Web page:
Little World Libraries have popped up on campus

New communal libraries on campus invite Mount Holyoke College students to discover and share books written in a variety of languages.

From the Common Read to quiet evenings tucked in a tower of Williston Memorial Library with a book in hand, reading is a beloved pastime for Mount Holyoke College students. And when a story can be read in its native language, its world-building becomes even more immersive. A tale like “In the Time of the Butterflies,” set in the Dominican Republic, takes on new life in Spanish.

Inspired by its diverse student body and commitment to global learning, the College is installing Little World Libraries around campus as dedicated places for sharing books written in a variety of languages. The communal library boxes invite students to drop by and discover a world of stories told in languages other than English. All members of the Mount Holyoke community are welcome to take or leave a book. Reading materials include classic novels, children’s books, non-fiction books, autobiographies and more.

The Little World Libraries are the brainchild of Jean Janecki, coordinator of the Language and Culture Commons (LCC), who spent a year developing the project in close coordination with staff and students. Janecki enjoyed seeing Little Free Library boxes pop up in her own neighborhood and wanted to create versions that celebrated cross-cultural literacy and language acquisition on campus.

Student consultants at the LCC helped to breathe life into the project from its earliest stages, brainstorming with Janecki on locations for the libraries as well as which languages to include. The students had the special opportunity to actually design and build the library boxes. The project is funded by Library, Information, and Technology Services (LITS), with support from the Fimbel Maker & Innovation Lab, where the boxes were constructed. Kris Camp, design mentor and technical lead at the Fimbel Lab, jumped at the chance to collaborate and guide students through the creation process. “Mount Holyoke is such a supportive community,” said Janecki. “This project is reflective of that — a prime example of how we work together and work for students.”

“We chipped away at the project one learning moment at a time,” said Camp. “We met almost every week to make progress by learning each step of construction, from the first cuts of raw lumber through to the finishing touches of decorative paint and laser-engraved plexiglass doors. I commend these students for stepping out of their comfort zones to learn new hands-on skills that have empowered them to share something they are passionate about.”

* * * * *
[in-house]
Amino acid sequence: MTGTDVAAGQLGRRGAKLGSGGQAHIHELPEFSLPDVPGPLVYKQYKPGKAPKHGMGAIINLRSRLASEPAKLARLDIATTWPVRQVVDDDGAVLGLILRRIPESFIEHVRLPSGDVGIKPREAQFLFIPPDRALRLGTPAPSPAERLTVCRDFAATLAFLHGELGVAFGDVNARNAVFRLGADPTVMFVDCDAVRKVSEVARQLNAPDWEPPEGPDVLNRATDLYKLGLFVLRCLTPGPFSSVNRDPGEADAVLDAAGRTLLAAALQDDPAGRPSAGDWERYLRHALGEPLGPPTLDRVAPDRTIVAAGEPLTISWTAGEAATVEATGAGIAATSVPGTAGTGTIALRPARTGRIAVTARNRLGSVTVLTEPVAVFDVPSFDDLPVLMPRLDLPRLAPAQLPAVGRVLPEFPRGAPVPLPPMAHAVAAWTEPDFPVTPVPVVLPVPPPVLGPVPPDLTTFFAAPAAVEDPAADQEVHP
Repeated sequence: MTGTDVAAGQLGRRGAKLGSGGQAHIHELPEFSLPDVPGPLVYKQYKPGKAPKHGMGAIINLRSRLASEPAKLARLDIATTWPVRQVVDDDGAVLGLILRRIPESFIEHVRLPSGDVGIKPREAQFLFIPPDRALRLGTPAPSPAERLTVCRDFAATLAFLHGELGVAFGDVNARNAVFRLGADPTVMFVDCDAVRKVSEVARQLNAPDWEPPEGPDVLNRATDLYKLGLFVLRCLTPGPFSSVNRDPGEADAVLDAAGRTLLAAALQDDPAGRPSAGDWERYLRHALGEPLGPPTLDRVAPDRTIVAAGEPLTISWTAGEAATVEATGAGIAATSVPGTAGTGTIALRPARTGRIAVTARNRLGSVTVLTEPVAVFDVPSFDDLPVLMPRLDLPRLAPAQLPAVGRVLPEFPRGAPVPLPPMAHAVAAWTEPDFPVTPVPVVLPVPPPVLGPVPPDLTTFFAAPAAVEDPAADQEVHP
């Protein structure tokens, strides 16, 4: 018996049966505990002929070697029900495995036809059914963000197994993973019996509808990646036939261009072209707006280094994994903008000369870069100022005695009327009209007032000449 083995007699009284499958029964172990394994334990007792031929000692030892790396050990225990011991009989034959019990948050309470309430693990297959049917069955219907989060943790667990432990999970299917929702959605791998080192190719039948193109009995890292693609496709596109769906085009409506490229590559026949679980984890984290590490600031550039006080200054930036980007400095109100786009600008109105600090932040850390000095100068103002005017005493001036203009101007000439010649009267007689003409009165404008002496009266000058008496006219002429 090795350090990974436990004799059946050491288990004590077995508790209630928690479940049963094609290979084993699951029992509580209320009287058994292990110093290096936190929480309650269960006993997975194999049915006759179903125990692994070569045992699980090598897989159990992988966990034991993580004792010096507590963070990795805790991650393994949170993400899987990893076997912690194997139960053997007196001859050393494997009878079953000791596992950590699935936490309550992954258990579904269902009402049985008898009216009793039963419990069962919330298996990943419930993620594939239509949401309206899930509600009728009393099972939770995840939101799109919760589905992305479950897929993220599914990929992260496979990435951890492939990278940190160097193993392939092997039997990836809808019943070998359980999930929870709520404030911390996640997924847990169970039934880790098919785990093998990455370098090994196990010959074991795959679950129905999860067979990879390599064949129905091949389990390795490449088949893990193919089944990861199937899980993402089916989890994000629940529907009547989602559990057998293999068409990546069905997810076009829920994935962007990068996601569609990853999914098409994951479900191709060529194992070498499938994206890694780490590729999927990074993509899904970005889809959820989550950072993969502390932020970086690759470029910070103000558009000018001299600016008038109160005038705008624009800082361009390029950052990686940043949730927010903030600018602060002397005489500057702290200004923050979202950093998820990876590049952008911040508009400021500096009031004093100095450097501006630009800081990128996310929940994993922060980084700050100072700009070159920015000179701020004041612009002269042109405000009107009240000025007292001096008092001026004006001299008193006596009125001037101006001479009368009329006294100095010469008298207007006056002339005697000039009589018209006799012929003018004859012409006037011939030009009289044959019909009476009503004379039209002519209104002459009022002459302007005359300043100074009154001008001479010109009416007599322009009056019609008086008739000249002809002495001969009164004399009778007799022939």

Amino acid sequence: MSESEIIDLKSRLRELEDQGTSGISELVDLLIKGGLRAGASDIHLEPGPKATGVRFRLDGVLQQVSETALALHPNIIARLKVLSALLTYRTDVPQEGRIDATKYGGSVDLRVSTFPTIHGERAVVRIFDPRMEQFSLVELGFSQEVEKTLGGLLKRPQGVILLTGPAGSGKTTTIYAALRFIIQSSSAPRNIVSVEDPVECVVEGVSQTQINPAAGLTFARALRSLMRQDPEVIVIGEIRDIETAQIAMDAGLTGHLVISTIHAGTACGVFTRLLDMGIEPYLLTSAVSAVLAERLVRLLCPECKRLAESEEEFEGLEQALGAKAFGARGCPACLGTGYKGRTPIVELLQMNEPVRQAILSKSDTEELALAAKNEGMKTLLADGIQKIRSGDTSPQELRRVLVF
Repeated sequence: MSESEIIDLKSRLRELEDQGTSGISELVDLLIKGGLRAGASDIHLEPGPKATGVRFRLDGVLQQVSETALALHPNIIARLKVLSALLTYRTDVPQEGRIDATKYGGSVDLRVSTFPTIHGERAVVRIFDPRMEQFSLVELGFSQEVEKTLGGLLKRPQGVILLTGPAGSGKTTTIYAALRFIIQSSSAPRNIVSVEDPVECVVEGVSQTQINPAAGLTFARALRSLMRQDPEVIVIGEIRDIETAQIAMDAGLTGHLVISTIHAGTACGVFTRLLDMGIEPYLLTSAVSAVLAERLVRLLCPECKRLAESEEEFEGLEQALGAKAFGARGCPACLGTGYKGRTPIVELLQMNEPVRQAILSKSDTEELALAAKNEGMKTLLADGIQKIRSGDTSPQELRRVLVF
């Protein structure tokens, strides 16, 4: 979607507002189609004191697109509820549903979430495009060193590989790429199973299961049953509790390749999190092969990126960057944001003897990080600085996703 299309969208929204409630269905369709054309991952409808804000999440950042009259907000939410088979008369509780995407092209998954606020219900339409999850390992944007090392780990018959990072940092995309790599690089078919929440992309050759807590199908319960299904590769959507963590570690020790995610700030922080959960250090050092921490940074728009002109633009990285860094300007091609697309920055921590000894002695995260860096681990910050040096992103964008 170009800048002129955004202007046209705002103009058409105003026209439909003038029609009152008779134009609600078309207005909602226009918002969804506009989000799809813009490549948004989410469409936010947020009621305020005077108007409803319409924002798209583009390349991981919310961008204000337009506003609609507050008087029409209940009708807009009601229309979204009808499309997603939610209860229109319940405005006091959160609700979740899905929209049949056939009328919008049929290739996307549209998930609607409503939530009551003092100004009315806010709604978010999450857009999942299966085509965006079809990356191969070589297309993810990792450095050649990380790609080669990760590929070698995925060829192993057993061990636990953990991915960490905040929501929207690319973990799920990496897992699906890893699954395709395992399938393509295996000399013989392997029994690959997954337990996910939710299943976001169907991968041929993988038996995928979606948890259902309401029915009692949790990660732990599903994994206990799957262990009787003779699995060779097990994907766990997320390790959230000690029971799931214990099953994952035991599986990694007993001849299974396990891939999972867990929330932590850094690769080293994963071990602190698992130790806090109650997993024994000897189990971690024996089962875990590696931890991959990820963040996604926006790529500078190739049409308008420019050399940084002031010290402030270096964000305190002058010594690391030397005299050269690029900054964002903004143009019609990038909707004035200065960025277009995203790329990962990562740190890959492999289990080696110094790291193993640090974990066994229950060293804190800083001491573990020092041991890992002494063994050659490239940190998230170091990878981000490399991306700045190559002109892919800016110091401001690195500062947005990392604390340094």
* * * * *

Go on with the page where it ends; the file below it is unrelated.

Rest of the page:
Amelia Luo ’23 is a double major in philosophy and politics and a native Mandarin speaker from Beijing, China. “I appreciate the opportunity the LCC has given me to work in the Fimbel Lab. I love the makerspace, but as a humanities/social science major, it is not my usual setting,” said Luo. “With the help of others who work there, I helped build the library boxes from scratch. I used the laser cutter to make doors for the libraries and helped with printing the patterns onto the boxes.”

For Ruby Sapkota ’25, sharing the magic of languages has been a labor of love. A double major in computer science and economics from Chitwan, Nepal, Sapkota speaks four languages fluently (English, Nepali, Hindi and Urdu), has taken Spanish classes and will try Korean next. “I love learning languages,” said Sapkota. “Most people find it difficult to learn a new language, but with the little libraries, I want to get people interested in learning. We hope these libraries also become a symbol of the inclusion present in the diverse student body at Mount Holyoke.”

Designed by Claudia Gonzalez-Vazquez ’25 of Cancun, Mexico, the decorations for each library feature flowers, the phrase “reading is power” and translations of “take a book, leave a book.”

Stories play a powerful role in learning about language and culture. “It is fundamental to get that everyday perspective that storytellers provide: their characters, environment, what they eat. You put yourself in the place of a character in a story and experience their perspective,” said Janecki. “I hope that this will bring larger awareness to all the different languages and cultures that people speak and belong to on campus, and I hope that those speakers will have more material to read.

“For those learning languages, they will have more books to choose from to spark their interest, hopefully. We want people to feel like they can contribute and share their own cultures.”

“The little libraries are great resources to connect the Mount Holyoke community,” said Luo. “I would love to donate some of my non-English books. Seeing others in my community use them to improve their language skills and enjoy them as much as I do would make me very happy.”

Books are available in the following languages at these locations:

  • Arabic and Korean at Kendall Sports & Dance Complex
  • Chinese and Vietnamese at Pratt Music Hall
  • French and Italian at Dwight Hall (LITS)
  • Japanese at Eliot House
  • Russian and German at Prospect Hall
  • Spanish at Ciruti Language Center (LCC)

The College has officially registered its Little World Libraries as part of the Little Free Library network. The team at the LCC has created a map with a description of the project and locations of the various language libraries. There is a digital version of the map online. The student consultants have also been recording and sharing the entire journey on social media.

The College will celebrate the official opening of the libraries on campus later in the fall.

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